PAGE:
Now that we’ve gone over the most appropriate direction to lay your wood floor, let’s now consider…
Will the same principles used when laying your wood floor apply to how you lay your tile?
Let’s find out. ;-)
Most people don’t have tile all over their house, from the front door all the way through. So…
The same general rule that applies to laying wood tile can’t be applied when laying tile. And, really, these are two different materials, so the direction needs to be considered in a different manner.
In many cases, where tile is used in a room, it’s located in the heart of the home or in an isolated space, usually in the kitchen or bathroom. If you’ve got square tile, or tile to be laid diagonally or in a Versailles pattern, the direction isn’t an issue. However, when working with our now ever-popular rectangular tiles (12” x 24” is currently a popular size), I like to run the tiles in the exact opposite direction I would a wood floor, regardless of whether it’s laid in a brick pattern or stacked.
Because I like for wood floorboards to appear long, and I want them to run the length of the room or in a house (front to back so that it draws you through the house), I like to lay these rectangular tiles in the opposite direction, perpendicular to the length of the room. So in a kitchen that is 10’ x 20’, for example, I would lay the longer side across the 10’ length. In this case, I would prefer the tiles not look so long, instead appearing in more of a brick style (just like when you look at a brick wall, the long sides of the brick are running horizontally, across the wall). It just makes for a more pleasing, harmonious layout that feels more comfortable in the room. It also serves to make the space feel wider, much like in the plan shown here.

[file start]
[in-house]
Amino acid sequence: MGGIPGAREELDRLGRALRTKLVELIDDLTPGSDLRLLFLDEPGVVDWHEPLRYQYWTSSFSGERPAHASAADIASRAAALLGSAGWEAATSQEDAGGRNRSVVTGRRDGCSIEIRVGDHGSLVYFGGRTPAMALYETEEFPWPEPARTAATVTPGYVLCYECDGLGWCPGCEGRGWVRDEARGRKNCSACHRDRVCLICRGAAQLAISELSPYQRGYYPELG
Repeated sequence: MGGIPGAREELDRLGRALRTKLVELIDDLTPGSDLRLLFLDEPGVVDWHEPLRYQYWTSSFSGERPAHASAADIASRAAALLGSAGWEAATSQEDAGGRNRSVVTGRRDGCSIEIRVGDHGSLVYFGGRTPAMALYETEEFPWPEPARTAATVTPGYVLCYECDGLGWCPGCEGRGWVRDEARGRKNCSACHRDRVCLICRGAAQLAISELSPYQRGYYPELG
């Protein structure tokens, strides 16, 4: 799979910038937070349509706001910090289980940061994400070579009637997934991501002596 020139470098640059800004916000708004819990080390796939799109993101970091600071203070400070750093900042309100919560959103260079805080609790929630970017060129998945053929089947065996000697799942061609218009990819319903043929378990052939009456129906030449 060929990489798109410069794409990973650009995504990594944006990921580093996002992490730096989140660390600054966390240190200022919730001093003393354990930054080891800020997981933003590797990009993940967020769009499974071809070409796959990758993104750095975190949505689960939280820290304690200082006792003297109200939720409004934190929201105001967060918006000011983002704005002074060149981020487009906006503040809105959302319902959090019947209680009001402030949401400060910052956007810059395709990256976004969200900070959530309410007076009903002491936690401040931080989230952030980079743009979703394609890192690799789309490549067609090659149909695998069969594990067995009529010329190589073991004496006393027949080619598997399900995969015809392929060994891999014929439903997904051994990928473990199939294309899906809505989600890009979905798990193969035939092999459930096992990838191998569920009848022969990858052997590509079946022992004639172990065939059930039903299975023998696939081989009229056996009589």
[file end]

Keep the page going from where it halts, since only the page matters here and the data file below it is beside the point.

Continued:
Sometimes your room is square; and, in that case, I would run the tiles parallel to the entrance of the room, so that when you walk in you walk across the pattern laid out horizontally.
Sometimes the layout has to do with how you would look at the room, or where the main focus is in room, not where the entrance is.
In this room, I ran the long side of the tile parallel to the wood floor and entrance to the room, because of the direction one would be looking at the open kitchen from the living room and how one would be using the kitchen. They would mostly face the sink, sit at the bar, cook at the stove, or look into the space from the living room; so, in this instance, having the pattern run the length of the space keeps the tile running horizontally, as you see the pattern most.
Whereas it would have been nice to have all one type of flooring in this instance, the slate tile blended with the wood floor much better laid the same direction as the wood floor, thus keeping a nice flow to the flooring materials.
Let’s see some examples of how to make a narrow space seem wider, with the flooring running the short width of the space.